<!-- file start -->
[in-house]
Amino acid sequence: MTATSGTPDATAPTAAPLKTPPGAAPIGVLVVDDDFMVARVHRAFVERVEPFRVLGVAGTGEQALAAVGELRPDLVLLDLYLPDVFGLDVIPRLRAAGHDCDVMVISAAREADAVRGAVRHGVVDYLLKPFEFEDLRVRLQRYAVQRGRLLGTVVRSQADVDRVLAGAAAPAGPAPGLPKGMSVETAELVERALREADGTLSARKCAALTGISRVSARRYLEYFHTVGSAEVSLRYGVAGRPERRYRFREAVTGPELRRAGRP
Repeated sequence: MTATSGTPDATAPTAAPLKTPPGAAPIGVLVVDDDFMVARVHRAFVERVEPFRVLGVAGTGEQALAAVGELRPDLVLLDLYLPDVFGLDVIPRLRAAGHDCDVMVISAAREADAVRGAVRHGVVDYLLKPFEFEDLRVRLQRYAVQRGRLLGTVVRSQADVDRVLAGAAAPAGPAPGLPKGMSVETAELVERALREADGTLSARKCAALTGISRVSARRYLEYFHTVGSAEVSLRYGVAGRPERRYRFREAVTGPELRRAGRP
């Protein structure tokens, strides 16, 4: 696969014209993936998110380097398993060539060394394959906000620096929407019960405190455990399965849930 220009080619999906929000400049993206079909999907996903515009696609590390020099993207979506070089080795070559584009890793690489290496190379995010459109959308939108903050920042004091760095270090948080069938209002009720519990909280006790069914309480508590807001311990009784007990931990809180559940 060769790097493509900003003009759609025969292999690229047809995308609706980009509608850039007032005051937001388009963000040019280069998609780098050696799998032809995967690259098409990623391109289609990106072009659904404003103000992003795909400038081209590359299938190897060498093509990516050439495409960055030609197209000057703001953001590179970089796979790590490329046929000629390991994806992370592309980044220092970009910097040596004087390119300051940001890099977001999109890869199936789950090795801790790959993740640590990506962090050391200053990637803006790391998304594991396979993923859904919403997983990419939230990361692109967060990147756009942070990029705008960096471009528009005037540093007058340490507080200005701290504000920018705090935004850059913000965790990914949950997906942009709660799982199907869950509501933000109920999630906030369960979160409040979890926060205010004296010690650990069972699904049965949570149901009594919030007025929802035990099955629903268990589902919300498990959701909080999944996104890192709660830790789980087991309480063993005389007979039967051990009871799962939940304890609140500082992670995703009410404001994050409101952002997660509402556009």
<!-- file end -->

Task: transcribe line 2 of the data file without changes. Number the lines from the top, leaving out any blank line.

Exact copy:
Amino acid sequence: MTATSGTPDATAPTAAPLKTPPGAAPIGVLVVDDDFMVARVHRAFVERVEPFRVLGVAGTGEQALAAVGELRPDLVLLDLYLPDVFGLDVIPRLRAAGHDCDVMVISAAREADAVRGAVRHGVVDYLLKPFEFEDLRVRLQRYAVQRGRLLGTVVRSQADVDRVLAGAAAPAGPAPGLPKGMSVETAELVERALREADGTLSARKCAALTGISRVSARRYLEYFHTVGSAEVSLRYGVAGRPERRYRFREAVTGPELRRAGRP